Lots and lots to update on, hmmm, where do I start?
Elliott will be TWO in October, TWO! Mind blowing that he is well on his way to being a super-toddler and no longer mommy's little bumblebee. He is happy, curious, inquisitive, sometimes hot headed, prefers running vs. walking, loves to be read to, loves being swung during walks, AND we couldn't be luckier. and happier that he is healthy and has had amazing development in just 2 years.
|I Love Chasing Bubbles, peeps!|
|Washing sweaty hands and feet in the kitchen sink after morning walk/park|
I may have mentioned it before, but my all-time favourite part of the day is picking him up from my mom's. The shrieks and giggles and running into my arms almost makes it worth it to be away while I'm working (now from home office a lot more). We 'talk' on the phone every day just before noon, and although his vocabulary is still not full blown sentences, he manages 'Hiii mama' and something about what he's playing with, and a 'lurf uuu'. :) He's getting heavier (not sure how much, maybe 28Lbs?) and taller each day - I'm fairly short (4'11) and DH is 5'7 so I hope Elliott surpasses both of us in height one day as I'm sure he will :). He still has his bottle 3 times a day but he eats his normal food great, and lately he's been loving whole grapes and mangoes. Really bad habit of watching Nemo or Cars on the portable DVD during dinner, but we don't mind because it is his 'treat'. A plus, he eats. He hasn't had any major sicknesses (knock on wood) so far - I have a lot of friends IRL that have been through countless # of ear infections, bronchitis, respiratory infections, colds, flus - but thankfully nothing serious with E that would require a trip to the hospital.
As for me, well here is where it gets interesting. Since my last post if you recall, I was just in the midst of getting the diagnosis and referral to a new endo. Turns out she was a blessing and extremely caring and helpful to me as I was figuring out what to do. I've never had access to a dr that would take calls outside of office hours, and that I could email, no less? Bizarre. But I was so grateful that she was so accessible to me, as the sequence of events I will tell you is something I could not make up.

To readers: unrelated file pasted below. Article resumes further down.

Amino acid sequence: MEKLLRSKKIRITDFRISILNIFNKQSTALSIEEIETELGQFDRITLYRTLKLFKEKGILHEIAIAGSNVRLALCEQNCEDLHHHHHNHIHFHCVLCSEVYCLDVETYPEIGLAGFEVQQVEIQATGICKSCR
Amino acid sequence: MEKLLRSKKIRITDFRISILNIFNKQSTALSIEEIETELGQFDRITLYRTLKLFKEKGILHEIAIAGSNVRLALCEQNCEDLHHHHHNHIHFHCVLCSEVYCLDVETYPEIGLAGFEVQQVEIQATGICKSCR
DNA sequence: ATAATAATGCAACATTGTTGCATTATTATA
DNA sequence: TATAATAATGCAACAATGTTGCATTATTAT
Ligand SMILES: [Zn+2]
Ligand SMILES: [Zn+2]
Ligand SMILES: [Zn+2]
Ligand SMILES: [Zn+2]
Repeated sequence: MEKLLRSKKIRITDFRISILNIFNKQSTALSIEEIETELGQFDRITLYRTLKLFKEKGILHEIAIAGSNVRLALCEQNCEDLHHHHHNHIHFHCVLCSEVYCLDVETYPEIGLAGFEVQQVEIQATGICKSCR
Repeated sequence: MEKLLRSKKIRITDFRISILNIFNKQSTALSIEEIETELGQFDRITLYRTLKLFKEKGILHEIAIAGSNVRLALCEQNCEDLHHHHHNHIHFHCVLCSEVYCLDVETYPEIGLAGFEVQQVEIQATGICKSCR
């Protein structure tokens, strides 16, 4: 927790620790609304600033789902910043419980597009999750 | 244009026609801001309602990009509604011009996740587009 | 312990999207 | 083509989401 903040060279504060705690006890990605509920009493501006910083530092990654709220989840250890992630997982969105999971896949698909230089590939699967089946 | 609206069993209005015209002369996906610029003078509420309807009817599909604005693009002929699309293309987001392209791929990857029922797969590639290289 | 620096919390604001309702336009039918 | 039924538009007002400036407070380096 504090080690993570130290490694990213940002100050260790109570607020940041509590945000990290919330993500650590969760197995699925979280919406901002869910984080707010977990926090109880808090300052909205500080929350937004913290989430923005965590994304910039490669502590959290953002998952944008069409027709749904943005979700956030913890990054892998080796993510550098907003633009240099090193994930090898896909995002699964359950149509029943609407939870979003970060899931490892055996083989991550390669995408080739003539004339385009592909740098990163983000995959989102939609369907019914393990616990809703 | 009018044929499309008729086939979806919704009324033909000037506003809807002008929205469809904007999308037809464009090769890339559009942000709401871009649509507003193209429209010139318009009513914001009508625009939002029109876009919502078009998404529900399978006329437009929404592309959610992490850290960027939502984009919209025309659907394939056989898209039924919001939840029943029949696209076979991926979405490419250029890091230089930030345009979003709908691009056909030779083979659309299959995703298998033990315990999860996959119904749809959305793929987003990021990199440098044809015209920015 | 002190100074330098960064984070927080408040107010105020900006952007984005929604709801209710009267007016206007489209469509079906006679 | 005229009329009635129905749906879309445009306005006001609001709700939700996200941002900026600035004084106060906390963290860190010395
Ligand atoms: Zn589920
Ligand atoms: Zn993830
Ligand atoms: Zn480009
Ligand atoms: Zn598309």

Around March - April, I started a medication called Tapazol.e. It is an anti-thyroid drug that would function as a thyroid suppressant, so my thyroid would slow down production of hormones that my immune system was attacking. The idea is to be on this medication for 12-18 months, after which, you are weaned off to see if your body 'took' it and restarted itself back to normal function. I was on Tapazole for a total of 3 weeks, before I broke out in hives all over my chest, back and legs. I was advised to stop it immediately and see an allergist before going to the second ATD of choice, PTU. I was cleared to take PTU (even though the side effects of liver damage are greater chance than Tap). As I was on PTU for another 3 weeks until the blood results (taken every 4-6 weeks) revealed that although my thyroid levels were normalized (T4, T3) - my liver enzymes were elevated 5 times normal and again, was told to stop the medication immediately. I should also mention that I told my endo that we would still like to try for another baby soon, so let's do what we can to get my body to that point. She understood my end goal, and also said matter of factly, that my body is no where near capable of sustaining a pregnancy in this hyper.thyroid state, and could actually be the underlying reasoning in my miscarriages prior. Interesting.